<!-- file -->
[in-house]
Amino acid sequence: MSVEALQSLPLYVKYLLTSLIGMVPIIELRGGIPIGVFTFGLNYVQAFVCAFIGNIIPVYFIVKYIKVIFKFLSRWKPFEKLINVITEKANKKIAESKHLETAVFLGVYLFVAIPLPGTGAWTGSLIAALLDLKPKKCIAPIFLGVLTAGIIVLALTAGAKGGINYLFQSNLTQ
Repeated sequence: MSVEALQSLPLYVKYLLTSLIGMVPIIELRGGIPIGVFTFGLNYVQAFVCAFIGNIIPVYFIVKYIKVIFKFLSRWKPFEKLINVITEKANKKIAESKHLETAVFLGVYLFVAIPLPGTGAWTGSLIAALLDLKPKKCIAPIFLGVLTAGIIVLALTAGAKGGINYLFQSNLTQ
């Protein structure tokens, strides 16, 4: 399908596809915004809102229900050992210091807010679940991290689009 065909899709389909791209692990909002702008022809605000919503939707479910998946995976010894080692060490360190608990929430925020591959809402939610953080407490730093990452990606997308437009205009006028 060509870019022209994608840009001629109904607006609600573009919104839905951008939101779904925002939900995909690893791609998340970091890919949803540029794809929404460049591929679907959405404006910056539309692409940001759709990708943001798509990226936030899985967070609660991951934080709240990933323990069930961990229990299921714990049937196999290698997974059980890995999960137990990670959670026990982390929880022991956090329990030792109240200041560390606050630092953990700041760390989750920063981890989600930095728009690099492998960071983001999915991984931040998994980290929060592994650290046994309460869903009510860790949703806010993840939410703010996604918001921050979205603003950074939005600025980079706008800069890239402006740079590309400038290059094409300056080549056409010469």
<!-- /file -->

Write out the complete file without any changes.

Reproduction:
[in-house]
Amino acid sequence: MSVEALQSLPLYVKYLLTSLIGMVPIIELRGGIPIGVFTFGLNYVQAFVCAFIGNIIPVYFIVKYIKVIFKFLSRWKPFEKLINVITEKANKKIAESKHLETAVFLGVYLFVAIPLPGTGAWTGSLIAALLDLKPKKCIAPIFLGVLTAGIIVLALTAGAKGGINYLFQSNLTQ
Repeated sequence: MSVEALQSLPLYVKYLLTSLIGMVPIIELRGGIPIGVFTFGLNYVQAFVCAFIGNIIPVYFIVKYIKVIFKFLSRWKPFEKLINVITEKANKKIAESKHLETAVFLGVYLFVAIPLPGTGAWTGSLIAALLDLKPKKCIAPIFLGVLTAGIIVLALTAGAKGGINYLFQSNLTQ
């Protein structure tokens, strides 16, 4: 399908596809915004809102229900050992210091807010679940991290689009 065909899709389909791209692990909002702008022809605000919503939707479910998946995976010894080692060490360190608990929430925020591959809402939610953080407490730093990452990606997308437009205009006028 060509870019022209994608840009001629109904607006609600573009919104839905951008939101779904925002939900995909690893791609998340970091890919949803540029794809929404460049591929679907959405404006910056539309692409940001759709990708943001798509990226936030899985967070609660991951934080709240990933323990069930961990229990299921714990049937196999290698997974059980890995999960137990990670959670026990982390929880022991956090329990030792109240200041560390606050630092953990700041760390989750920063981890989600930095728009690099492998960071983001999915991984931040998994980290929060592994650290046994309460869903009510860790949703806010993840939410703010996604918001921050979205603003950074939005600025980079706008800069890239402006740079590309400038290059094409300056080549056409010469």